In its simplest form, thunder is the result of a shockwave that breaks the sound barrier. Thunder forms as the air around a bolt of lightning becomes superheated and explodes, producing a shockwave. This shockwave travels faster than the speed of sound, which produces a sonic boom, just as a fighter jet does when it travels faster than the speed of sound.Know More
Thunder forms nearly instantaneously with lightning. However, because lighting travels at the speed of light and thunder travels at the speed of sound, the two are not perceived simultaneously. The difference between the time at which an individual sees lightning and hears the accompanying thunder is related to the distance between the observer and the lightning bolt. The difference in time between the two events can be used to determine distance from the storm.
To determine distance, an observer can time the seconds between a flash of lightning and a clap of thunder and then divide this figure by five to yield the distance to the lightning bolt in miles. For instance, if there is a 10-second delay between the lightning and thunder, the lightning bolt was approximately two miles away. Likewise, the movement of the storm can be determined by performing this calculation several times in succession. If the time between the lightning and thunder increases, the storm is moving away from the observer.Learn more about Storms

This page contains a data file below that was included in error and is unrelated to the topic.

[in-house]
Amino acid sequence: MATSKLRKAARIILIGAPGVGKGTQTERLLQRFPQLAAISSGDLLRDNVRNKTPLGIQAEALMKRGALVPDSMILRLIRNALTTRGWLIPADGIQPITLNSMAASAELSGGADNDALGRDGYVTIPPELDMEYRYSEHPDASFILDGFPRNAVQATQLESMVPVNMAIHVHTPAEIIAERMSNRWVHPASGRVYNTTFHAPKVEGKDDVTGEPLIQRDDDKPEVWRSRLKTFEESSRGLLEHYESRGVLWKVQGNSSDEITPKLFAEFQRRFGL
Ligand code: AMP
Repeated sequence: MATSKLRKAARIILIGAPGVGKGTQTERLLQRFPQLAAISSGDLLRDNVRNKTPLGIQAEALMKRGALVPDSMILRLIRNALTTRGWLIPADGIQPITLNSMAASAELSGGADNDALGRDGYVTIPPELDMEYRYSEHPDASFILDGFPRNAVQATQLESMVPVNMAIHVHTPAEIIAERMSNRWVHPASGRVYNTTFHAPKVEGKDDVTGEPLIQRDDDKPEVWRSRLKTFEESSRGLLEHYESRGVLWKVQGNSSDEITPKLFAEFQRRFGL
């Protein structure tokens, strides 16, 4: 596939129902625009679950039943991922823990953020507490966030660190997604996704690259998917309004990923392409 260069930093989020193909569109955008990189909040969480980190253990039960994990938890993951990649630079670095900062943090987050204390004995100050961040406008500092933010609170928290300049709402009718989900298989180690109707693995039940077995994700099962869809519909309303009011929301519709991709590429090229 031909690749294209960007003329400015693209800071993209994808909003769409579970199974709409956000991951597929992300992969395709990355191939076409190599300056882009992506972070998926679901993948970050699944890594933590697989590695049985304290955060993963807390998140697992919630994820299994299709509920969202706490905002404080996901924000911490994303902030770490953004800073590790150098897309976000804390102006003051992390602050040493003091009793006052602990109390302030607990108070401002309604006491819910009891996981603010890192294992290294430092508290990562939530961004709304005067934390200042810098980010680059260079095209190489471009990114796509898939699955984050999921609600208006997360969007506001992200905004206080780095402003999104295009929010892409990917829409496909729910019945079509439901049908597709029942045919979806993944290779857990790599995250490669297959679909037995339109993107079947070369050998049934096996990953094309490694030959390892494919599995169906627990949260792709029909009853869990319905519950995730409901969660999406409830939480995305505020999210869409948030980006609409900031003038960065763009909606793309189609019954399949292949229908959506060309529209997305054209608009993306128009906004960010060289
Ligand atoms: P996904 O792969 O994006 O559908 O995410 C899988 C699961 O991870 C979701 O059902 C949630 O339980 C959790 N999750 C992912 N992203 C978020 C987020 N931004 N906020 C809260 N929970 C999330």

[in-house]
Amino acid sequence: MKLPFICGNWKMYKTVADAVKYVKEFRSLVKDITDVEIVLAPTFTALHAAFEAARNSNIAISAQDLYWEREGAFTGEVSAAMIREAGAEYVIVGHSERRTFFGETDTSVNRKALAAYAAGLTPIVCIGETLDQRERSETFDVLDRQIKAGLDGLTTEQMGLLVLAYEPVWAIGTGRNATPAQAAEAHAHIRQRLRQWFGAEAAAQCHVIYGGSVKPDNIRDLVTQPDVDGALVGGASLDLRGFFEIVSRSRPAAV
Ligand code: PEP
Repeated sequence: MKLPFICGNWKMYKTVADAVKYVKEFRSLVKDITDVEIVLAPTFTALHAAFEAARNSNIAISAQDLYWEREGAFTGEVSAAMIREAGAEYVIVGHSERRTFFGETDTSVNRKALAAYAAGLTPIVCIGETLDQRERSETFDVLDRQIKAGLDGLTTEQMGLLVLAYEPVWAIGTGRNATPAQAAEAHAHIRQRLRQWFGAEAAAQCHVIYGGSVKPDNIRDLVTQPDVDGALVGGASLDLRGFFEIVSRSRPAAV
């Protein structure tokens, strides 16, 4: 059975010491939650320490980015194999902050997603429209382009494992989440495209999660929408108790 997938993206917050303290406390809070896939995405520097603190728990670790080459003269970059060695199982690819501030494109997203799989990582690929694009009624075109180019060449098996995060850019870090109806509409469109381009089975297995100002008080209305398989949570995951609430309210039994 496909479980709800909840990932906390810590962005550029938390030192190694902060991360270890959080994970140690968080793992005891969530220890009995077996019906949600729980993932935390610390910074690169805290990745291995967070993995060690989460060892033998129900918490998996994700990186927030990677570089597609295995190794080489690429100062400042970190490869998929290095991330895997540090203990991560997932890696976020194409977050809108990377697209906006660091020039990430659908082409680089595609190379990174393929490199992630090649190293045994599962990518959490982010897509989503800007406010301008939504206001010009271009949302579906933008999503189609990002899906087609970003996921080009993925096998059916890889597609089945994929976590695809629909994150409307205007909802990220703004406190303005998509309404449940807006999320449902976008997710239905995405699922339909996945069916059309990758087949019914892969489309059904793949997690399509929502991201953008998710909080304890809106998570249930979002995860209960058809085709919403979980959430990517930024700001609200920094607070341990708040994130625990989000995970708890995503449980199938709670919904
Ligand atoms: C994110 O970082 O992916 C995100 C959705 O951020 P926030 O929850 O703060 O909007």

Although thunder and lightning occur at the same time, the lightning is seen before the thunder is heard because light travels at a much faster speed than sound. Sound waves can also bounce off molecules in the air, causing it to travel in different directions. This accounts for the distorted rumbling sound of distant thunder while thunder that is close by can be heard as a loud crack or booming sound.Full Answer >
Though it is theoretically possible to hear thunder and then see lightning, lightning actually causes thunder, so it has to come first. Thunder is the noise that's caused by the sound of the rapid expansion of air that gets suddenly heated by a bolt of lightning.Full Answer >
The difference between thunder and lightning is that lightning is electromagnetic energy and thunder is sonic energy. Lightning actually causes thunder by rapidly heating and expanding the air around the path of the strike, explains a Library of Congress website.Full Answer >
Both lightening and thunder occur at the same time, but the sound of thunder is heard after lightening is seen because light travels faster than sound. While lightening may be seen for miles, thunder is seldom heard beyond a 10-mile radius.Full Answer >